The fates of various cells in our bodies—whether they become skin or another type of tissue—are controlled by genetic switches. In a new study, Caltech scientists investigate the switch for T cells, which are immune cells produced in the thymus that destroy virus-infected cells and cancers. The researchers wanted to know how cells make the choice to become T cells.

    “We already know which genetic switch directs cells to commit to becoming T cells, but we wanted to figure out what enables that switch to be turned on,” says Hao Yuan Kueh, a postdoctoral scholar at Caltech and lead author of a Nature Immunology report about the work, published on July 4.

    The study found that a group of four proteins, specifically DNA-binding proteins known as transcription factors, work in a multi-tiered fashion to control the T-cell genetic switch in a series of steps. This was a surprise because transcription factors are widely assumed to work in a simultaneous, all-at-once fashion when collaborating to regulate genes.

    The results may ultimately allow doctors to boost a person’s T-cell population. This has potential applications in fighting various diseases, including AIDS, which infects mature T cells.

    “In the past, combinatorial gene regulation was thought to involve all the transcription factors being required at the same time,” says Kueh, who works in the lab of Ellen Rothenberg, Caltech’s Albert Billings Ruddock Professor of Biology. “This was particularly true in the case of the genetic switch for T-cell commitment, where it was thought that a quorum of the factors working simultaneously was needed to ensure that the gene would only be expressed in the right cell type.”

    The authors report that a key to their finding was the ability to image live cells in real-time. They genetically engineered mouse cells so that a gene called Bcl11b—the key switch for T cells—would express a fluorescent protein in addition to its own Bcl11b protein. This caused the mouse cells to glow when the Bcl11b gene was turn on. By monitoring how different transcription factors, or proteins, affected the activation of this genetic switch in individual cells, the researchers were able to isolate the distinct roles of the proteins.

    The results showed that four proteins work together in three distinct steps to flip the switch for T cells. Kueh says to think of the process as a team of people working together to get a light turned on. He says first two proteins in the chain (TCF1 and GATA3) open a door where the main light switch is housed, while the next protein (Notch) essentially switches the light on. A fourth protein (Runx1) controls the amplitude of the signal, like sliding a light dimmer.

    “We identify the contributions of four regulators of Bcl11b, which are all needed for its activation but carry out surprisingly different functions in enabling the gene to be turned on,” says Rothenberg. “It’s interesting—the gene still needs the full quorum of transcription factors, but we now find that it also needs them to work in the right order. This makes the gene respond not only to the cell’s current state, but also to the cell’s recent developmental history.”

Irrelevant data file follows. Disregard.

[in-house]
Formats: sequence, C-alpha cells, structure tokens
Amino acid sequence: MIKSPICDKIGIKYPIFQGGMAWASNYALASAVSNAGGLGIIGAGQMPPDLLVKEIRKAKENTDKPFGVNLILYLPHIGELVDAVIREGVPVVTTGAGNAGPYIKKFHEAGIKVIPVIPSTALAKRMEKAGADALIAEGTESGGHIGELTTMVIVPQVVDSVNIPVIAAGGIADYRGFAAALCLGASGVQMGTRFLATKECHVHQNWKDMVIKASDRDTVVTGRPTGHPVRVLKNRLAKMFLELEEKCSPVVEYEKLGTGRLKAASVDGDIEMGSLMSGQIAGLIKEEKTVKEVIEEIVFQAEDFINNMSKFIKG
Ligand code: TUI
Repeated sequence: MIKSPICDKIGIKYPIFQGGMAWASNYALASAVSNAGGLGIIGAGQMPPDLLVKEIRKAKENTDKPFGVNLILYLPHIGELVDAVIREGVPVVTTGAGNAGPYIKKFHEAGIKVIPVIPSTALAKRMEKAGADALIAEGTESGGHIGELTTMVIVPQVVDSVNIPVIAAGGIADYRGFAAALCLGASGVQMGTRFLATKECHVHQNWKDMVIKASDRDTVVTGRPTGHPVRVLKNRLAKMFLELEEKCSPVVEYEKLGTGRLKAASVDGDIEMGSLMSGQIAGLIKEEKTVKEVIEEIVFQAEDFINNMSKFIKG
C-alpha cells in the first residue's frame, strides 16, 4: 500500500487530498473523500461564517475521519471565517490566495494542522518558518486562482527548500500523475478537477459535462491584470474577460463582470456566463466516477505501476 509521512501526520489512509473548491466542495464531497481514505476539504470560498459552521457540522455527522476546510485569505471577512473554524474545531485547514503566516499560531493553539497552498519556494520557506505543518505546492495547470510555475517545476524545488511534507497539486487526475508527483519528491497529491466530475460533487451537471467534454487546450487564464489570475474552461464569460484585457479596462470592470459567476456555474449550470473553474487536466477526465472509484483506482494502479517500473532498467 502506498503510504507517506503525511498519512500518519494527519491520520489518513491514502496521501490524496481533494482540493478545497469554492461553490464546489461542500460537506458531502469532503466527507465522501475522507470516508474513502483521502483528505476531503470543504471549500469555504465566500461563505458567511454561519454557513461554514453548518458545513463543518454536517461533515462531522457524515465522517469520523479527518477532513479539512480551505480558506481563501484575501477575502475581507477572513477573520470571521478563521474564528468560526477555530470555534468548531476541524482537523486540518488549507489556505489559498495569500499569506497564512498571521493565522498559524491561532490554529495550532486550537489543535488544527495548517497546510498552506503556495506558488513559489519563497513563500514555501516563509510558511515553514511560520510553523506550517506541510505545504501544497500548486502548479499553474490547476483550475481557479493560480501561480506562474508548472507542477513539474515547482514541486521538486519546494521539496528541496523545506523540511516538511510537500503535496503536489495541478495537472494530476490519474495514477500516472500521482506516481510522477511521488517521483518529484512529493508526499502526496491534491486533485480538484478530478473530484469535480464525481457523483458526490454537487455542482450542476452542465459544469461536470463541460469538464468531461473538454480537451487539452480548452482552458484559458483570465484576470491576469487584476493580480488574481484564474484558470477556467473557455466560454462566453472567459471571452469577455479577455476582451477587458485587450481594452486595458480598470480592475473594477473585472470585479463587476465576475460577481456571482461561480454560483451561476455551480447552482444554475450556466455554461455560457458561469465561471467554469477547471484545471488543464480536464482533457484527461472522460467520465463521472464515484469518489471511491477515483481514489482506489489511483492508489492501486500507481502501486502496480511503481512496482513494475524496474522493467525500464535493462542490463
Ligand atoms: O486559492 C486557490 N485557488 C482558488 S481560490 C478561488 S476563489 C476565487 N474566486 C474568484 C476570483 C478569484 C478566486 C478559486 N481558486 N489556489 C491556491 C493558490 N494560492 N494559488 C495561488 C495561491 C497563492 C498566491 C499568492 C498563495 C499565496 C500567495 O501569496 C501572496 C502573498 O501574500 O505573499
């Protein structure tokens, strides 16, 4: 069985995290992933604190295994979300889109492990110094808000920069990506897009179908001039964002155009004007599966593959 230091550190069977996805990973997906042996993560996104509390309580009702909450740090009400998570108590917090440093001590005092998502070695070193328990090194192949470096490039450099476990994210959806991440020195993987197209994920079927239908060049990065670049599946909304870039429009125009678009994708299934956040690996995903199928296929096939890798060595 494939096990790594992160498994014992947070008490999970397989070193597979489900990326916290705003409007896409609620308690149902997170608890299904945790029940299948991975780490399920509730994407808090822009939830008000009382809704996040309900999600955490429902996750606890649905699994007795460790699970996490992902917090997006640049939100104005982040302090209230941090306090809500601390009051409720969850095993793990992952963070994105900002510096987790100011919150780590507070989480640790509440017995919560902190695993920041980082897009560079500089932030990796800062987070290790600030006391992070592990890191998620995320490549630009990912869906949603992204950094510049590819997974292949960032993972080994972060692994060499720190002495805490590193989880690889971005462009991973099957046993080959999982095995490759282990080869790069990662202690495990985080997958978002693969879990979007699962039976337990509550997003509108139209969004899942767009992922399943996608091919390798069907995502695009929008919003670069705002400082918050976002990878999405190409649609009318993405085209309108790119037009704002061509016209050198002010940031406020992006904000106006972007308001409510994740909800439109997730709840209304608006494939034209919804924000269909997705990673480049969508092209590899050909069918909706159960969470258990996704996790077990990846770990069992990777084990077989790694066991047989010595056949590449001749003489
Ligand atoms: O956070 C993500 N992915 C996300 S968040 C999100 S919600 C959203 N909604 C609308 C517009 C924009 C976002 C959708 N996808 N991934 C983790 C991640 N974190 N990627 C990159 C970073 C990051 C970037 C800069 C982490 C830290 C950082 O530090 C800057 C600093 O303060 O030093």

Team member Kenneth Ng, a visiting student from California Polytechnic State University, says he was surprised by how much detail they could learn about gene regulation using live imaging of cells.

    “I had read about this process in textbooks, but here in this study we could pinpoint what the proteins are really doing,” he says.

    The next step in the research is to get a closer look at precisely how the T cell genetic switch itself works. Kueh says he wants to “unscrew the panels” of the switch and understand what is physically going on in the chromosomal material around the Bcl11b gene.

    The Nature Immunology paper, titled, Asynchronous combinatorial action of four regulatory factors activates Bcl11b for T cell commitment, includes seven additional Caltech coauthors: Mary Yui, Shirley Pease, Jingli Zhang, Sagar Damle, George Freedman, Sharmayne Siu, and Michael Elowitz; as well as a collaborator at the Fred Hutchinson Cancer Research Center, Irwin Bernstein. The work at Caltech was funded by a CRI/Irvington Postdoctoral Fellowship, the National Institutes of Health, the California Institute for Regenerative Medicine, the Al Sherman Foundation, and the Louis A. Garfinkle Memorial Laboratory Fund.

    See the full article here .

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    The California Institute of Technology (commonly referred to as Caltech) is a private research university located in Pasadena, California, United States. Caltech has six academic divisions with strong emphases on science and engineering. Its 124-acre (50 ha) primary campus is located approximately 11 mi (18 km) northeast of downtown Los Angeles. “The mission of the California Institute of Technology is to expand human knowledge and benefit society through research integrated with education. We investigate the most challenging, fundamental problems in science and technology in a singularly collegial, interdisciplinary atmosphere, while educating outstanding students to become creative members of society.”
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  • richardmitnick 5:44 am on July 23, 2016 Permalink | Reply
    Tags: , Biology, ,   

    From U Wisconsin: “New UW-Madison center offers ultra-speed protein analysis” 

    U Wisconsin

    University of Wisconsin

    July 22, 2016
    David Tenenbaum
    djtenenb@wisc.edu

    1